Cruises from here selling well

Skittish about flying, many turn to ships

discounts are scarce

February 19, 2002|By Liz Steinberg | Liz Steinberg,SUN STAFF

If you want a discount on a cruise this spring, don't count on leaving from Baltimore.

Although the travel industry is suffering nationally, local travel agents say they have been busy booking trips on the 26 Celebrity cruises that will be sailing from Dundalk Marine Terminal starting March 26 in the largest-scale, most regularly scheduled service ever to sail from the Maryland port.

"I've not even been able to book group space on the [ships] because they've sold so well," said Lynda Maxwell, president of the Ellicott City-based travel agency Destinations Inc. None of the cruises have sold out, according to Celebrity.

Latent demand coupled with post-Sept. 11 flying fears have made the cruises popular among locals, travel agents said. Agents estimate that between 60 percent and 80 percent of people booking vacations live in the Baltimore region.

And, unlike its cruises leaving from Fort Lauderdale, Fla. or New York City, Celebrity Cruises Inc. is not advertising any deals on the Baltimore cruises.

Strong demand has kept prices in Baltimore high, according to Celebrity and local agents. Although more specific figures are not available, Miami-based Royal Caribbean Cruises Ltd., Celebrity's parent company, reported this year's first-quarter bookings up 78 percent for its Celebrity and Royal Caribbean cruise lines in comparison with 2001.

"We're very enthused about the pace of bookings and the positive feedback we've received from guests and travel agents," said Liz Jakeway, spokeswoman for Celebrity.

Baltimore's location is ideal for attracting customers on the East Coast and farther west, Jakeway said.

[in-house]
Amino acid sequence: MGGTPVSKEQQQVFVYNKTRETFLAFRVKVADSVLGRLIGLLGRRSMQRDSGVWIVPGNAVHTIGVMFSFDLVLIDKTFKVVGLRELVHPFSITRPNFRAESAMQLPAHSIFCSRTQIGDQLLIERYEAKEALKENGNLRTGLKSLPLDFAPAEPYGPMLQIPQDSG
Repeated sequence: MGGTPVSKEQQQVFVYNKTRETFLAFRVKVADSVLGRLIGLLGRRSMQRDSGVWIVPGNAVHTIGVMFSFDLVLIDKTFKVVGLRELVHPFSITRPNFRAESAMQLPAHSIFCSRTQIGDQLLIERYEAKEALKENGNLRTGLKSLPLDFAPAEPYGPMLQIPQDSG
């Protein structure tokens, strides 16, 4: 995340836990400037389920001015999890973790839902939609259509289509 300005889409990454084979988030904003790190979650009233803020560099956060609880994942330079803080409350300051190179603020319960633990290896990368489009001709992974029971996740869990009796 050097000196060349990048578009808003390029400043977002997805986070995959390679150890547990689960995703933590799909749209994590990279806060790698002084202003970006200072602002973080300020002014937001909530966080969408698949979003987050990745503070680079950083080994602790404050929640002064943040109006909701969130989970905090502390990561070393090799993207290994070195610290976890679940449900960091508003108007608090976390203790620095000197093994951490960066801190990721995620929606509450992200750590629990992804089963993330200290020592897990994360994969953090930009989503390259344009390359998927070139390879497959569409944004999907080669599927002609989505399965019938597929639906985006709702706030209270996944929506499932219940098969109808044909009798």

Nationally, the travel industry - including cruise lines - has been suffering because of economic and security issues, said Mike Pina, manager of communications at the Travel Industry Association of America. However, cruises are benefiting from vacationers' concerns about flying.

The 10- and 11-night cruises are scheduled between March 26 and Oct. 21, hitting destinations including the Bahamas; Key West, Fla.; the Virgin Islands; and Cozumel, Mexico. Two cruises will be heading to New England and Canada.

Fares begin at $799 per person for 10-night trips and $849 for 11-night trips, similar to other Celebrity cruises of those lengths and destinations.

Agents call the prices competitive. Keeping in mind factors such as time of booking and type of room, "you might expect to pay upward of $200 a day for a Celebrity-quality vacation," said Pat Madach, manager of the Baltimore-based travel agency Cruise World Inc. The Baltimore cruises "are going to be less than that."

The Galaxy, which will make 19 trips, holds 1,850 passengers, and the Horizon, which will make seven, carries 1,350.

Celebrity diverted the Horizon from the port of New York to Baltimore after the Sept. 11 attacks. The company scheduled this year's Baltimore cruises in response to customer feedback, Jakeway said. Celebrity's schedule for 2003 has not been completed.

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